Song v. Sessions et al
MEMORANDUM OPINION Signed by Chief Judge Karon O Bowdre on 6/23/17. (SAC )
2017 Jun-23 PM 01:56
U.S. DISTRICT COURT
N.D. OF ALABAMA
UNITED STATES DISTRICT COURT
FOR THE NORTHERN DISTRICT OF ALABAMA
SONG, CHANG JIN,
UNITED STATES ATTORNEY GENERAL,
Case No.: 4:17-cv-00798-KOB-JHE
On May 15, 2017, Petitioner Chang Jin Song (“Song”) filed a petition for a writ of habeas
corpus pursuant to 28 U.S.C. § 2241. (Doc. 1). At the time he filed his petition, Song, a native
of China, was incarcerated at the Etowah County Detention Center, in the custody of the Bureau
of Immigration and Customs Enforcement (“ICE”). In his petition, Song alleged that he was
being illegally detained by ICE pending his deportation to China. On June 6, 2017, Song was
released from ICE custody pursuant to an Order of Supervision. (Doc. 4, 4-1). Respondents have
filed a motion to dismiss the action as moot, because Song is no longer in ICE custody. (Doc. 4).
For the reasons stated below, Respondents’ motion will be granted and the action be dismissed as
Article III of the Constitution limits the jurisdiction of federal courts to the consideration
of “cases or controversies.” U.S. CONST. art. III, § 2. The doctrine of mootness is derived from
this limitation because “an action that is moot cannot be characterized as an active case or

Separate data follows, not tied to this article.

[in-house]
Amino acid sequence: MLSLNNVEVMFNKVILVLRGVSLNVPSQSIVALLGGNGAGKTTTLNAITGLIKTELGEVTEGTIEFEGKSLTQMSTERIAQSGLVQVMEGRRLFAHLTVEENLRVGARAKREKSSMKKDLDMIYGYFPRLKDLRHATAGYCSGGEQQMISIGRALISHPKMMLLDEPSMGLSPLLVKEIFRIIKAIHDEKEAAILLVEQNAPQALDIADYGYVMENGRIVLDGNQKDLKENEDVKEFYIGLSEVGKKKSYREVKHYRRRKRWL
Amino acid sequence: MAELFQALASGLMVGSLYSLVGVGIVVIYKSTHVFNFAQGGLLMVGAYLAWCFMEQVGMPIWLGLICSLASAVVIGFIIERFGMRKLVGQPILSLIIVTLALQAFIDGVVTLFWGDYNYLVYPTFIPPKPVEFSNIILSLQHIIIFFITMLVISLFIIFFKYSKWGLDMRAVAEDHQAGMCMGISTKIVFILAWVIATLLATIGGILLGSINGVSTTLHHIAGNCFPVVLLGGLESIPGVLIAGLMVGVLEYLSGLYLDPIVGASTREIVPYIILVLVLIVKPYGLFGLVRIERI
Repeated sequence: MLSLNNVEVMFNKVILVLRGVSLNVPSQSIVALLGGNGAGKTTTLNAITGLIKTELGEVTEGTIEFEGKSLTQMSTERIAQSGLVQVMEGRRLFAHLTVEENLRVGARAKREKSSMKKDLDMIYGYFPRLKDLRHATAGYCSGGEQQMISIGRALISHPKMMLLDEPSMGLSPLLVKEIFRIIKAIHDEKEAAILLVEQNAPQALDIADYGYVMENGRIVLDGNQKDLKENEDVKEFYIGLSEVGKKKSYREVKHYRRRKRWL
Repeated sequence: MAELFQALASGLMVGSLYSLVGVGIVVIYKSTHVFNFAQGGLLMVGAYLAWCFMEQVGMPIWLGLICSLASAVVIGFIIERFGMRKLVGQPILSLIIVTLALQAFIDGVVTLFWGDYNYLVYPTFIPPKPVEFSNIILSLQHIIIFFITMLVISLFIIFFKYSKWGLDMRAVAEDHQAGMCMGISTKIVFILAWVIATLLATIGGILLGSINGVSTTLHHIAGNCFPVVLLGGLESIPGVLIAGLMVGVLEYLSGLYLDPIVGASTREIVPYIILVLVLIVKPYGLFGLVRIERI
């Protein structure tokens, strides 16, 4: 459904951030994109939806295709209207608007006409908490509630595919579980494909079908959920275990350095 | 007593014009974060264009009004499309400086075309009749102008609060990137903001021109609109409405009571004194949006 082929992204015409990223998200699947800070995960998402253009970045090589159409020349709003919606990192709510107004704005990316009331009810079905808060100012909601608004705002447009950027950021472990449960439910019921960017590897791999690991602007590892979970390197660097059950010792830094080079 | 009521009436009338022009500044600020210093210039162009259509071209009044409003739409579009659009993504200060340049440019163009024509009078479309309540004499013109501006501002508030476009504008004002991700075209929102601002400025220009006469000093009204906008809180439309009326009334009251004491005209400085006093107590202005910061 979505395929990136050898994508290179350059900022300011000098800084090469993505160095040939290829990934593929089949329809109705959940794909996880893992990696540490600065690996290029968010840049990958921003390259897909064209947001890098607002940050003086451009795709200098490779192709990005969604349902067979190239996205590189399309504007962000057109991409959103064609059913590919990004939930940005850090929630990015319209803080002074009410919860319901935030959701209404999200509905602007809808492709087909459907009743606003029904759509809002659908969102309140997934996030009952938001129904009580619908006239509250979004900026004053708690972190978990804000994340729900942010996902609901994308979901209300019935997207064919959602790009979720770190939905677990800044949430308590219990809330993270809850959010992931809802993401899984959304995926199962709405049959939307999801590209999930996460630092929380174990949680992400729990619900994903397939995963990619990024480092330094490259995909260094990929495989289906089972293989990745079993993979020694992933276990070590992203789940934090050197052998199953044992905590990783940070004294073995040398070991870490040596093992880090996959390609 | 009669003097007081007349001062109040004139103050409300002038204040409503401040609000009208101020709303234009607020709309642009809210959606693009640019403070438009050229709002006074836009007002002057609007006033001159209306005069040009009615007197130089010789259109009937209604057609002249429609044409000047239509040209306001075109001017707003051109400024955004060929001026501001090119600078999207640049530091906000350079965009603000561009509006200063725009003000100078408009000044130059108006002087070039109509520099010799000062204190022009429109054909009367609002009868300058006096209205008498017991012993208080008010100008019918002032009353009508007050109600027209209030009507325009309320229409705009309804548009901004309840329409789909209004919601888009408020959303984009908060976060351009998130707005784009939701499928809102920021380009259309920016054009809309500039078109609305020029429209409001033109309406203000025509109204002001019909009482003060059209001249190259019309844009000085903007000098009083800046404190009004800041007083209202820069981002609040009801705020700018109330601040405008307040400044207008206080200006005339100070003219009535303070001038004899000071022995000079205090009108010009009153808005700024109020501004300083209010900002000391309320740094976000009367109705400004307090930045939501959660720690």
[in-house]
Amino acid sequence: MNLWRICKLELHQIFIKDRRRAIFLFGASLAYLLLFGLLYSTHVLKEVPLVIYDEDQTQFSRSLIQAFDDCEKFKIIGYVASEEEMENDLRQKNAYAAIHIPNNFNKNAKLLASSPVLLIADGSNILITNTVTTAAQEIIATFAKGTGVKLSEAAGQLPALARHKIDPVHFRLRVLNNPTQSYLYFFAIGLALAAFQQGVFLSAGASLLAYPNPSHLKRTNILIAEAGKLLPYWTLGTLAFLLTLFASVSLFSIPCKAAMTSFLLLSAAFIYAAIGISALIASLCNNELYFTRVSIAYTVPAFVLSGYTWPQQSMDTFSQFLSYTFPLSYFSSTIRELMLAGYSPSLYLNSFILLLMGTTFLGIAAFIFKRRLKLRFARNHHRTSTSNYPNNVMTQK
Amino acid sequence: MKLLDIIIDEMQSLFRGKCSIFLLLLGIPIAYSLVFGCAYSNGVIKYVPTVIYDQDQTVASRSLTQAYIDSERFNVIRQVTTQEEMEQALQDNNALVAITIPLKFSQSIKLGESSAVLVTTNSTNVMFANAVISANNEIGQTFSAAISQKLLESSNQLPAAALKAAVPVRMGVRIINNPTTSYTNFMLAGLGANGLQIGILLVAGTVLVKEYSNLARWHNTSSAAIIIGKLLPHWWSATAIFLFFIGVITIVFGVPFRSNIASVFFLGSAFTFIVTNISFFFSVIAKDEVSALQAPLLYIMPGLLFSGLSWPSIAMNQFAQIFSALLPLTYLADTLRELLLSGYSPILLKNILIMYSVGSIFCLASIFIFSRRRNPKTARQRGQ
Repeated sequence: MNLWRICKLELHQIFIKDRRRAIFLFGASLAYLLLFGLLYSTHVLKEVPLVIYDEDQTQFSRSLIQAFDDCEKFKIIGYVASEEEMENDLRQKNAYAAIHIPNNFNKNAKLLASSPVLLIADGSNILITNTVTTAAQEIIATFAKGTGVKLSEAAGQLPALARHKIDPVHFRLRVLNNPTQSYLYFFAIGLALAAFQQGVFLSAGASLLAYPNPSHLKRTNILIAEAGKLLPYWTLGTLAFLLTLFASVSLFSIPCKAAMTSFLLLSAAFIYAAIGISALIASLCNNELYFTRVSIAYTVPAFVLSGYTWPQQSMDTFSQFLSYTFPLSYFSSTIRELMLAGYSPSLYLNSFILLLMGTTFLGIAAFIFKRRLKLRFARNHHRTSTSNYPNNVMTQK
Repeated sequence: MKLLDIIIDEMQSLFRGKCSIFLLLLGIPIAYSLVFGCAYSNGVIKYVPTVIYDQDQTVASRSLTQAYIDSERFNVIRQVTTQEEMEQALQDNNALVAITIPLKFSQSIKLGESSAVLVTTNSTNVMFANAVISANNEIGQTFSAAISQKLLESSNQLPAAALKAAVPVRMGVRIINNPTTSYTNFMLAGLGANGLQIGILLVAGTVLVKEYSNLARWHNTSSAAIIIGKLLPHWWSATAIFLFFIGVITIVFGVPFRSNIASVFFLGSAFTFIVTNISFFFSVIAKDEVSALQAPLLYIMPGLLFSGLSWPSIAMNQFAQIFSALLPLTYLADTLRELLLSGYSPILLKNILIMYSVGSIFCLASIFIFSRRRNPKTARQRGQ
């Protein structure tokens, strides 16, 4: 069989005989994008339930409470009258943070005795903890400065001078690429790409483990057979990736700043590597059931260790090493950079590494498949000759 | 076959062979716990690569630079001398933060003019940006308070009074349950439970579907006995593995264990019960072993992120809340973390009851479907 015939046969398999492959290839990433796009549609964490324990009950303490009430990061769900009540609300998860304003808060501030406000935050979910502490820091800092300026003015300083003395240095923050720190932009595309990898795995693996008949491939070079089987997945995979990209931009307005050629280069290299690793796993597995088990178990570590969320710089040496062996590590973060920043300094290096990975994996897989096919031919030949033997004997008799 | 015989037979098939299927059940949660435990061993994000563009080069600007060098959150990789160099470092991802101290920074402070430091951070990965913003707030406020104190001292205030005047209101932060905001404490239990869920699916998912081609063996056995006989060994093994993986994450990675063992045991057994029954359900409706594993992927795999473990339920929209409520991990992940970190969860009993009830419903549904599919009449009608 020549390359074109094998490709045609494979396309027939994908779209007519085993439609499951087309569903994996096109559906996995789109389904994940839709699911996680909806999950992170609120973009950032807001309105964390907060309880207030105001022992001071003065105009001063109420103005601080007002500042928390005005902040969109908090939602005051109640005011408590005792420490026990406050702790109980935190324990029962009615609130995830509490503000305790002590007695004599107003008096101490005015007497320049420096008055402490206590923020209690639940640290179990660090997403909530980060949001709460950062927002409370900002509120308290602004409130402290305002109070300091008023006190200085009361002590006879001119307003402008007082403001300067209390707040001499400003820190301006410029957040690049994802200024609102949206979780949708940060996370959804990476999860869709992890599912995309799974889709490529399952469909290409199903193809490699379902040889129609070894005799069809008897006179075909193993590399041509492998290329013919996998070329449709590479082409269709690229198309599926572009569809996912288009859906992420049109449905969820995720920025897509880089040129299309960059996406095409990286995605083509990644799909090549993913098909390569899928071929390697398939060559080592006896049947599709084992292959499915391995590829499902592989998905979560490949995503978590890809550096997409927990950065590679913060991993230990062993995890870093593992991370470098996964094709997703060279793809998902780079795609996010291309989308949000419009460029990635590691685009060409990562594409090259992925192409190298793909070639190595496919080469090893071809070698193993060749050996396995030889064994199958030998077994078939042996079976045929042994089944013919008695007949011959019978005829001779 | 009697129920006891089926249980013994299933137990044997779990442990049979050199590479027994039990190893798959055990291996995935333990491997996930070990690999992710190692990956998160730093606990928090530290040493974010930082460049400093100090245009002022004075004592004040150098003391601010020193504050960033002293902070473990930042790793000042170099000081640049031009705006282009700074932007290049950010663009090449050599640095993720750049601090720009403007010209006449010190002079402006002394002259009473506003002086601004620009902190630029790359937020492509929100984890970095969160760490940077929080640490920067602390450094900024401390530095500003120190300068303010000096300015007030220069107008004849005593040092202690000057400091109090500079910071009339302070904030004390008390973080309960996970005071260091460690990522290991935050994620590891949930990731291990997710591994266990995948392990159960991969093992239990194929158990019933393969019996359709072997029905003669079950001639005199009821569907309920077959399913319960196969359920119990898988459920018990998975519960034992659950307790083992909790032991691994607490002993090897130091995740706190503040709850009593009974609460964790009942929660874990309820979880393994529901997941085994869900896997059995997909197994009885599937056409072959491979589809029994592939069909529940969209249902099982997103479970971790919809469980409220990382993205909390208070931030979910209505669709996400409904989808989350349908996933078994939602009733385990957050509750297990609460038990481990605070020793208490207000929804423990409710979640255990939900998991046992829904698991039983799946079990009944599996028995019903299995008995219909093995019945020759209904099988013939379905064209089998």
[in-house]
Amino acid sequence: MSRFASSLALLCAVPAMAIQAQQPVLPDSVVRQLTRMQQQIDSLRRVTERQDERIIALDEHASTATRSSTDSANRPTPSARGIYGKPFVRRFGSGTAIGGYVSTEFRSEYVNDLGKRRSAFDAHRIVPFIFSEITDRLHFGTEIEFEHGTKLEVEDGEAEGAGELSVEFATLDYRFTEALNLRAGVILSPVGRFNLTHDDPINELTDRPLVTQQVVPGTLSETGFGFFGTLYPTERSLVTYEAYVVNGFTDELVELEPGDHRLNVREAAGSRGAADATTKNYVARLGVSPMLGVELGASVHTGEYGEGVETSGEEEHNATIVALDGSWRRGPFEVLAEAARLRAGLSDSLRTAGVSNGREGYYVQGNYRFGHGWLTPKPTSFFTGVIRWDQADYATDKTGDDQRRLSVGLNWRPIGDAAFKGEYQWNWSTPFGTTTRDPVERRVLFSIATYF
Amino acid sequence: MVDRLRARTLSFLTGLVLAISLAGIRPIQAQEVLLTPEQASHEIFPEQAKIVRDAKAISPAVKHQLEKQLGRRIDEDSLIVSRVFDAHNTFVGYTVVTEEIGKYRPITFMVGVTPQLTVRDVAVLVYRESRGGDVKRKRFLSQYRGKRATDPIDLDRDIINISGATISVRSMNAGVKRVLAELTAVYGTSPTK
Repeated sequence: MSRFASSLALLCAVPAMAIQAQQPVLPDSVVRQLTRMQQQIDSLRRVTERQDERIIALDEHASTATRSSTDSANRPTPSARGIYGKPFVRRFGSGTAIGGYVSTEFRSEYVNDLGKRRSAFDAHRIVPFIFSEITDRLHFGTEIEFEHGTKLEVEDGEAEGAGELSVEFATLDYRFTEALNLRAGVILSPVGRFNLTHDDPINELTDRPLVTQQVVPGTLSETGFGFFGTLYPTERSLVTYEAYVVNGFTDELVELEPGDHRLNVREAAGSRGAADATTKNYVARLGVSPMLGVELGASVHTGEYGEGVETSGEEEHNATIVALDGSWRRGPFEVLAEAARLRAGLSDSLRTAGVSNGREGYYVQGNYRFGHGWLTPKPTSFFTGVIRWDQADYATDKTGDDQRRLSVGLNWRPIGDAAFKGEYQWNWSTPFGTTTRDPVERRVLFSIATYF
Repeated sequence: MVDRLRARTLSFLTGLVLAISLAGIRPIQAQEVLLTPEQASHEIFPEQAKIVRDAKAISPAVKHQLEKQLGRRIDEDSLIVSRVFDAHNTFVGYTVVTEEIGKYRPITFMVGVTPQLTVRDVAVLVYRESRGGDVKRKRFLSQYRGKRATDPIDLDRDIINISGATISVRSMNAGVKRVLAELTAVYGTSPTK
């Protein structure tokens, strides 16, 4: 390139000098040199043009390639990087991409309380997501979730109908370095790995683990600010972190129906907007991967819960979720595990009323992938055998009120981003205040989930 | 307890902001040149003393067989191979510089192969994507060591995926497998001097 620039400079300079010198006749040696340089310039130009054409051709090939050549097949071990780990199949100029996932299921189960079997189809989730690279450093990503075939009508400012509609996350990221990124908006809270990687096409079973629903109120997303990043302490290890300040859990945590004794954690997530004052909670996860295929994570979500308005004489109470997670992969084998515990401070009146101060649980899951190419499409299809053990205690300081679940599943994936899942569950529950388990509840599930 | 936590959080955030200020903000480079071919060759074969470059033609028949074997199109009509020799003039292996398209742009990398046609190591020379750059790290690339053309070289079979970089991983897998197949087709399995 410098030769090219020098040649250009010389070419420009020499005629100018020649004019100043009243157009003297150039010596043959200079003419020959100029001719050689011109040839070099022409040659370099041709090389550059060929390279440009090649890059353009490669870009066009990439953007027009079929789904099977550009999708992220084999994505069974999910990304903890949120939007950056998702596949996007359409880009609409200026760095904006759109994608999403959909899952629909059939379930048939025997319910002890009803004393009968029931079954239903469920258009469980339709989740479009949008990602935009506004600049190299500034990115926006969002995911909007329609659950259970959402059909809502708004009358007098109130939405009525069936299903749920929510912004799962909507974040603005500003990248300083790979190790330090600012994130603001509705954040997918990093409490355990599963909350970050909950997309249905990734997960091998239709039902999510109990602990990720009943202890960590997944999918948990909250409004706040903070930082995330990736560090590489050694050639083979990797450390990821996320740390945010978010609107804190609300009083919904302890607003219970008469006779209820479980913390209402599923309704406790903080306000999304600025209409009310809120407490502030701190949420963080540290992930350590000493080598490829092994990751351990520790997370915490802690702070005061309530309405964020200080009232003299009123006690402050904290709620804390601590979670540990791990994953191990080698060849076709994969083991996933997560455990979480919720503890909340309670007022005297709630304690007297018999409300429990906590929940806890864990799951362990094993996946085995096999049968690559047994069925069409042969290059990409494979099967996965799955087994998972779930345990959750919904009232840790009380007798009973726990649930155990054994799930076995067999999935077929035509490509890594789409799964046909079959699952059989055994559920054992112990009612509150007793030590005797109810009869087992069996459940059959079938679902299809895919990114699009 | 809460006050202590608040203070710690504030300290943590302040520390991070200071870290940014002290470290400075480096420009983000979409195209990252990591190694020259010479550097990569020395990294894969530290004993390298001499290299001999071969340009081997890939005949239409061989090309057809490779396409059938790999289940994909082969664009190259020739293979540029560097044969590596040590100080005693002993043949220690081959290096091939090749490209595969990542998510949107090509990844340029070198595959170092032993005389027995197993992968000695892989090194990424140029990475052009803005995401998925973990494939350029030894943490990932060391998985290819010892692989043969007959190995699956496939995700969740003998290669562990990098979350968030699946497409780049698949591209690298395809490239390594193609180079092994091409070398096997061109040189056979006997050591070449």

controversy.” Adler v. Duval Cnty. Sch. Bd., 112 F.3d 1475, 1477 (11th Cir. 1997). A case is
moot and must be dismissed if the court can no longer provide “meaningful relief.” Nyaga v.
Ashcroft, 323 F.3d 906, 913 (11th Cir. 2003) (citations omitted). Song’s release from ICE
custody rendered his petition moot.
The relief sought by Song in his petition is to be released from ICE custody. Because
Song is no longer in ICE custody, his petition has been rendered moot, unless an exception to the
mootness doctrine applies. There are two exceptions to the mootness doctrine: (1) collateral
consequences and (2) “capable of repetition yet evading review.” Carafas v. LaVallee, 391 U.S.
234, 237 (1968); Murphy v. Hunt, 455 U.S. 478, 482 (1982). Neither exception applies here.
The collateral consequences exception does not apply because there are no “disabilities or
burdens which may flow” from the custody that Song challenges. See Carafas, 391 U.S. at 237.
The exception for events “capable of repetition, yet evading review” does not apply here either.
Petitioner has been released from custody, and the potential circumstances of this case happening
again are too speculative to create an actual controversy sufficient to support a claim for relief.
See Weinstein v. Bradford, 423 U.S. 147, 149 (1975) (holding that the “capable of repetition, yet
evading review” exception applies when (1) the challenged action is too short in duration to be
fully litigated prior to its cessation or expiration, and (2) there is a reasonable expectation that the
same complaining party would be subjected to the same action again.). Because there is no
longer any relief that can be granted to Song, his petition is due to be dismissed as moot.
Based on the foregoing, the Respondents’ motion to dismiss, (doc. 4), is GRANTED. A
separate order will be entered.
DONE and ORDERED this 23rd day of June, 2017.
KARON OWEN BOWDRE
CHIEF UNITED STATES DISTRICT JUDGE
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